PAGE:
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BUSINESS
November 27, 2003 | From Bloomberg News
K2 Inc., the maker of Rawlings sporting goods and Shakespeare fishing equipment, agreed to buy Fotoball USA Inc. for $17.2 million in stock, to add sports souvenirs such as bobble-head dolls, balls and bats. The transaction values each Fotoball share at $4.37, or 9.8% more than Tuesday's closing price of $3.98. K2 also will acquire $704,000 in Fotoball debt, bringing the total purchase price to $17.9 million, Fotoball Chief Financial Officer Thomas Hillebrandt said.
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OPINION
September 4, 2013
Re "A game changer," Aug. 31 AB 1309, the bill in California that would drastically limit professional sports leagues' liability for workers' compensation claims, seemed to make sense until I read this fact buried deep in the article: that out-of-state athletes have accounted for only one-half of 1% of all workers' comp filings since 2006. These claims are paid with taxpayer money, and under AB 1309, out-of-state workers in other professions would still be eligible to file claims in California.
SPORTS
November 30, 2003 | Associated Press
Sports vs. church: It's become the Sunday morning dilemma in homes across the nation. With weekend sports leagues growing in popularity, schedules have stretched further into those hours that were once the exclusive domain of churches. Now, clergy of many faiths are pushing back, asking coaches and time-starved parents to keep Sunday morning holy, even if it means their children's teams have to play some other time.
NEWS
July 1, 2013 | By Jon Healey
Leading congressional Republicans are trying to stop professional sports leagues from encouraging Americans without health insurance to sign up for coverage. Why? Because that would further entrench a law -- the Patient Protection and Affordable Care Act, otherwise known as Obamacare -- they're still trying to repeal. Granted, I support the Affordable Care Act, as flawed as it may be. But the GOP's actions still strike me as cutting off one's constituents to spite the president. The law's new insurance regulations and premium subsidies are hugely beneficial to those who've been red-lined or priced out of the private insurance market.
BUSINESS
October 8, 2013 | By Ken Bensinger and Marc Lifsher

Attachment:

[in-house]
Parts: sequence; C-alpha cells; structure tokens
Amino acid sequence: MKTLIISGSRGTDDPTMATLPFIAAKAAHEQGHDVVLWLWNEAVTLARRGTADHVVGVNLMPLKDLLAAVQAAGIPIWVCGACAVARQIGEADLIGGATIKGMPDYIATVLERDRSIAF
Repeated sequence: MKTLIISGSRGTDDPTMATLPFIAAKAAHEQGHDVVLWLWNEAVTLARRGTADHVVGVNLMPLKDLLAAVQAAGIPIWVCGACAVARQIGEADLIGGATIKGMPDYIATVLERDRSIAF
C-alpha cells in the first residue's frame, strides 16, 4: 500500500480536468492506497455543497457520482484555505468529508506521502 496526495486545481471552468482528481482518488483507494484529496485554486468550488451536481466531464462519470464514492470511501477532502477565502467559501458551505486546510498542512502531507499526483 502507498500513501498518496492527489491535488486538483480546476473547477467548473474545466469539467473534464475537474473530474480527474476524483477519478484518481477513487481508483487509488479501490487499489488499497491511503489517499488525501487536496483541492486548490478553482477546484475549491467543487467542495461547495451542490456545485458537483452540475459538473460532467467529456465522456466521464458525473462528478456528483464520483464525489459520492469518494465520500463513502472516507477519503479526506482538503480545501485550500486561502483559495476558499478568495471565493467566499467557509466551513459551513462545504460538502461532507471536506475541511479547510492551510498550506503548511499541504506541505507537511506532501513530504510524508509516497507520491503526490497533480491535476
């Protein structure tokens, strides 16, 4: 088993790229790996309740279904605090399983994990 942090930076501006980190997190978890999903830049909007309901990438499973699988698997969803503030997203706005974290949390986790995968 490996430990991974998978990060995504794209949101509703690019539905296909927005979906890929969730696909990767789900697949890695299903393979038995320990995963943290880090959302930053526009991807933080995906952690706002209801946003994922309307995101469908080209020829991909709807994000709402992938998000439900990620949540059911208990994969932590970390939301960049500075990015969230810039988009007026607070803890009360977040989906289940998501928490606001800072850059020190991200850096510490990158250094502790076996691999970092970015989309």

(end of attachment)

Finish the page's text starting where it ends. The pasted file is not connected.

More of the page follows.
After more than a year of intense lobbying by professional sports leagues, California has slammed the door on most athletes looking to file injury claims in the state, including those with serious brain injuries. Gov. Jerry Brown on Tuesday signed legislation that significantly limits workers' compensation claims by pro players. It's a significant victory for the National Football League, which has been trying to reduce its financial exposure to concussions and other brain injuries that former players allege are the result of repeated blows to the head.
SPORTS
January 14, 1998 | PAUL McLEOD, TIMES STAFF WRITER
At 71, Dennis Murphy doesn't need the aggravation any longer. But there was the Fullerton businessman last weekend at a hotel in Los Angeles, trying to persuade a group of wary executives to grant a second chance to a professional sport he had dreamed up one day after watching a couple kids on in-line skates swat a rubber ball around their driveway with a stick.
ENTERTAINMENT
April 30, 2013 | By Matthew Fleischer
NBA center Jason Collins made history on Monday, becoming the first athlete in one of the big four American professional sports leagues - NBA, NFL, MLB, NHL - to declare he is openly gay while still an active player.   Collins' decision to come out in the pages of Sports Illustrated has already made him a topic of discussion beyond the world of sports and landed him on the front page of several major newspapers including the Los Angeles Times and New York Times. So how long before Hollywood comes knocking on Collins' door?
ENTERTAINMENT
November 1, 2013 | By Joe Flint
Acting Federal Communications Commission Chairwoman Mignon Clyburn is not taking it easy during her final days as head of the regulatory agency. On Friday, Clyburn circulated a proposal to do away with the 40-year-old sports blackout rules, which allow the National Football League to blackout television coverage of games in a team's home market if it isn't sold out within 72 hours of kickoff. “Changes in the marketplace have raised questions about whether these rules are still in the public interest, particularly at a time when high ticket prices and the economy make it difficult for many sports fans to attend games," Clyburn said in a statement.
SPORTS
August 4, 1985 | WILL DUNHAM, United Press International
An about-face by the Reagan Administration on granting professional leagues the power to control team relocations is being viewed by some league executives as a positive step toward halting city-hopping by club owners. A Justice Department official testified at a recent Senate Judiciary Committee hearing that the administration no longer opposes granting a shield from anti-trust laws to professional sports leagues to allow them to limit franchise movement.
NEWS
September 9, 1994 | CHRIS KRAUL, TIMES STAFF WRITER
For some, the new crop of stadiums and their cushy deals for team owners exemplify the "monopolism" that pro leagues enjoy, how "too many cities are chasing too few teams," says Charles Euchner, author of a 1993 book on sports and stadiums called "Playing the Field."
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